For a while, the word "wearable" was the exclusive domain of compulsive exercise fiends who didn't think LiveStrong bands made enough of a statement. But a new breed of wearable - in the form of technology-integrated-clothing - is now threatening to invade our wardrobes.
Time will tell whether it's the dawning of a mere trend, or a freaky facet of the future we all need to accept. If it's the former, we might look back on this period with the same level of disdain we now apply to bellbottom jeans.
However, smart-clothing may have too many positives to ignore (even if we end up with future generations of The Six Million Dollar Man. Though it's tempting to think it's all about enabling easier options for basic smartphone interaction, wearable tech can yield invaluable insights into our health.
Functional fad or future of fashion, 2016 seems to be the year where it all begins.
Your clothes, your boots and your motorcycle
New concepts in wearable clothing technology are being formulated by the least likely sources. EasyJet recently threw their bright orange hat in the ring with 'Sneakairs': a pair of trainers which connect to Google Maps, guiding you to your destination by making the relevant shoe vibrate.
You can even use a smartbelt to keep your trousers up and find out how long you've spent on your ass. In the last few months alone, companies have extolled the virtues of smartphone-integrated rings, a bluetooth-integrated tampon and a smart motorcycle helmet.
Digital denim: smart or casual?
Ever since James Dean donned a pair in Rebel Without a Cause, selvedge denim jeans have become the stuff of slavish obsession for denim aficionados. Unlike regular denim, raw selvedge gains its unique "vintage" aesthetic through the rough-and-tumble of everyday life. It's a huge aspect of its appeal.
But for the denimheads of tomorrow, the only 'perfect fades' to be associated with denim will be the ones that occur when synced with a music player. For this, we can thank the union of digital behemoths Google and denim behemoths Levi's. Together, they're unleashing the hybrid breed of digi-denim upon the world - one which finally makes the musty old jean jacket relevant to millennials.
The Levi's Commuter x Jacquard is a denim jacket with in-built sensors, which link the wearer's motions to different smartphone functions. Swiping across your cuff accepts or declines calls, stroking the sleeve controls the volume of music, and turning up the collar makes you look like you're trying too hard.
Effectively, the jacket is a mute, but harder-wearing version of Siri. With buttons and cuffs. But what's the real purpose of a digital denim jacket? Is it really necessary, or just the result of an unlikely collaboration between two talented entities, pushing their obsessions to the illogical extreme, like Lou Reed and Metallica, or Chas and Dave?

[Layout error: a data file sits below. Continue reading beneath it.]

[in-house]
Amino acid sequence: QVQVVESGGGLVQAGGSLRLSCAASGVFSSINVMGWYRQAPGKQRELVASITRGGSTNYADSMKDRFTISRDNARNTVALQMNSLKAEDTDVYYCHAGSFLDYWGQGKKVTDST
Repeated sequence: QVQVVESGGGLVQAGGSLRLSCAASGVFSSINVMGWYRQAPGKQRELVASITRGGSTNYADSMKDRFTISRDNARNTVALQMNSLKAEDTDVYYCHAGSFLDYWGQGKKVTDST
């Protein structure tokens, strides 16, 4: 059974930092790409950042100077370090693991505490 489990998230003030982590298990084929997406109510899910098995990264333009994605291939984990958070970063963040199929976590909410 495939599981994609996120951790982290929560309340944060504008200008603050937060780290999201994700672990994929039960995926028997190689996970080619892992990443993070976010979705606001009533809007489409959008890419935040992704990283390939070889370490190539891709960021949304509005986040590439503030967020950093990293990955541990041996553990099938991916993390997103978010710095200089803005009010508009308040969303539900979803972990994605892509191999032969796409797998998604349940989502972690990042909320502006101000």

The logical next step?
Despite wearable technology's more outlandish applications, it's easy to forget that wearable electronics have existed for a long time (and without pun names) - think hearing aids.
The medical use of wearables, particularly in America, depends primarily on approval from governing bodies like the FDA. However, developments like these as-yet nameless "stretchy circuits", which adhere to a patient's skin, could become 5G wireless replacements for ECG wires. Google have also patented contact lenses with a built-in sensor for your body's glucose levels; early reports have suggested that this data will be read either via a smartphone, jewelry or even smart clothing. Perhaps the digital denim will find its true use in medicine, of all fields.
Likewise, Project Underskin - so ominously-named, you almost wish they had gone with a pun - can be implanted in two parts of the hand, and monitor "key health metrics like glucose levels," while also allowing you to share data with other users. Fortunately, the project's founder Gadi Amit (the evil genius who introduced the world to the Fitbit) says this technology is "about five years from being real," but the prospect of 2021 being the year we all become pseudo-robots doesn't make the future look any less freaky.
Bearing this in mind, the incorporation of wearable technology into a traditional item of clothing isn't actually that weird. It's just a convenient way to enhance the accessibility of extremely useful tech.
Rocking the Robocop look will be mainly optional, not mandatory for those interested in fusing technology with clothing.
With innovative smart-clothing designs aiming to become more integrated with traditional fashion, they'll become harder to detect as the life-enhancing gadgets they promise to be. So smart-clothing probably won't make us look ridiculous after all, and its usefulness looks to be assured (most of the time) - further proof that this industry is growing progressively out of sight in more ways than one.
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